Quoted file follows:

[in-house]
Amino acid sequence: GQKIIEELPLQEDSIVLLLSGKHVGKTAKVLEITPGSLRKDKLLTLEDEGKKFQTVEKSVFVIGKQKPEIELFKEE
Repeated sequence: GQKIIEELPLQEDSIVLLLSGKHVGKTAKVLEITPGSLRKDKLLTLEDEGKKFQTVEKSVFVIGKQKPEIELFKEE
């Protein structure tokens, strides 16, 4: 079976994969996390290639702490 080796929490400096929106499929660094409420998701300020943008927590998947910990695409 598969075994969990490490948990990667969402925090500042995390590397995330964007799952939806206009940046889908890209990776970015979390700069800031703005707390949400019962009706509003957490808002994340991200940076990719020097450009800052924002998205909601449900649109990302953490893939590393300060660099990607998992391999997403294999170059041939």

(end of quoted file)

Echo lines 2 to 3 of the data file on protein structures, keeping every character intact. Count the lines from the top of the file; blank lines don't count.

Amino acid sequence: GQKIIEELPLQEDSIVLLLSGKHVGKTAKVLEITPGSLRKDKLLTLEDEGKKFQTVEKSVFVIGKQKPEIELFKEE
Repeated sequence: GQKIIEELPLQEDSIVLLLSGKHVGKTAKVLEITPGSLRKDKLLTLEDEGKKFQTVEKSVFVIGKQKPEIELFKEE